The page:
November 19, 1928. Suggestion of Error Overruled December 17, 1928.
1. RAILROADS. Railroad's negligence held insufficient for jury as regarded injury to automobile driver due to fright occasioned by collision.
Negligence of railroad, in failure of engineer and fireman to keep proper lookout in approaching crossing, held insufficient for jury as regarded causal connection with injury to automobile driver resulting from fright due to collision with automobile after she had retreated therefrom.
2. NEGLIGENCE. "Proximate cause" requires causal connection between injury and negligence.
In order to constitute "proximate cause," there must be causal connection between injury and the negligence complained of.
APPEAL from circuit court of Hancock county, HON. W.A. WHITE, Judge.
Gex Russell, for appellant.
There is but one issue for the consideration of the court, and that is, when one by his negligence causes an injury, is he responsible for all of the results proximately flowing from that injury?
Since that question has been so well settled time and again, in the jurisprudence of every state, we shall undertake only to cite a few authorities of a general nature, and then cite the authorities specifically sustaining the right to recover for an injury practically identical with the one caused to the plaintiff herein. 17 C.J. 728. As to whether damages are recoverable for physical injuries resulting from fright caused by the negligence of another, see 17 C.J. 838; Hendrix v. Texas Ry. Co. (Texas), 89 S.W. 461; St. Louis S.W. Ry. Co. v. Murdock (Texas), 116 S.W. 139; Arthur v. Henry (N.C.), 73 S.E. 211; Simone v. Rhode Island Co. (R.I.), 66 A. 202; B. O. Railroad Co. v. Harris (Md.), 88 A. 282; Gulf C. S.F. Ry. Co. v. Hayter (Texas), 55 S.W. 128; Greene v. Shoemaker Co. (Md.), 73 A. 688; Kimberly v. Howland (N.C.), 55 S.E. 778; Sternhagen v. Kozel (S.D.), 167 N.W. 398; Pankoff v. Hinkley (Wis.), 123 N.W. 625; Spearman v. McCrary (Ala.), 58 So. 927; Alabama Fuel Iron Co. v. Baladoni (Ala.), 73 So. 205; Purcell v. St. Paul City Ry. Co. (Minn.), 50 N.W. 1034; Watson v. Dilts (Iowa), 89 N.W. 1068.
The law is too well settled to need citation of authority on the proposition that when one has been put in peril by the negligence of another, it is a question for the jury always as to whether that person acted as a reasonable and prudent person would have acted.
Smith, Young Johnston, for appellee.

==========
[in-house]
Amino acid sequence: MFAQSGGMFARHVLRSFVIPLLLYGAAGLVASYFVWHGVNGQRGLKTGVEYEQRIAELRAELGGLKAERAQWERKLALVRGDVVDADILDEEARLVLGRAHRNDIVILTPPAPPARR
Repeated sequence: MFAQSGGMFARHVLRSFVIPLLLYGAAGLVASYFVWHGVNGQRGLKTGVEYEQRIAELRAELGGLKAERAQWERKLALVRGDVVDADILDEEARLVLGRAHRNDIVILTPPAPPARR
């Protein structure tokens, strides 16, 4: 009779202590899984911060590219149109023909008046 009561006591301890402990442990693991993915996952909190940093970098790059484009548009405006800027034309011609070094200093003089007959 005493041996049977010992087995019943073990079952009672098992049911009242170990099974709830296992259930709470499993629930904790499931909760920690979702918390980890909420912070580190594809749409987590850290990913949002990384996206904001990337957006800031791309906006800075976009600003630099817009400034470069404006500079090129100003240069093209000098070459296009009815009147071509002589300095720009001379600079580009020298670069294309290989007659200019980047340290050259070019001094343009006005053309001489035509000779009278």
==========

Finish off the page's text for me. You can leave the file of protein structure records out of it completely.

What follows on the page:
The principle that there is no liability for injuries which one sustains when they voluntarily place themselves in a position to be injured, knowing the circumstances, is so well settled that it needs no citation of authority. The supreme court of Mississippi has ruled several times that in order to recover from any injury it must be shown that there was negligence on the part of the defendant which proximately caused the injury. Billingsley v. I.C.R.R. Co., 100 Miss. 612, 56 So. 790; L. N.R.R. Co. v. Jones, 134 Miss. 53, 98 So. 230; Connalley et al. v. L. N.R.R. Co., 4 Fed. (2) 539; L. N.R.R. Co. v. Daniels, 135 Miss. 53, 99 So. 434; Ozen v. Sperier, 150 Miss. 458, 117 So. 117.
It is clear that if Mrs. Pietri did sustain any physical injuries by reason of fright it was due to her own voluntary act in remaining in a position where she would become frightened, because she had ample time to go as far away from the scene of the accident as she wanted to.
Gex Russell, in reply for appellant.
It cannot be argued that appellant would have been any less frightened under the circumstances, had she been one hundred or four hundred more feet further removed from the place of the collision than she was after she had seen the train strike and destroy her property as it did. To say the least, the question as to what was the proximate cause of this injury was for the jury to have decided under the proper instructions of the court and not for the court to have decided, and certainly not after the court had overruled a demurrer to this count in the declaration.
Counsel state that the principle that there is no liability for injuries which one sustains when they voluntarily place themselves in a position to be injured is well settled and they cite authorities from the supreme court of Mississippi sustaining their position. But these authorities have no application to the case at bar for the reason that the testimony in this record clearly shows that the appellant did not voluntarily place herself in a position of peril, but that she was crossing the track of the appellant as she had a right to do, when, because of the improper crossing of the appellee, her car was caused to go dead, and we therefore pass up these authorities without further comment.
Argued orally by Bryan Russell, for appellant.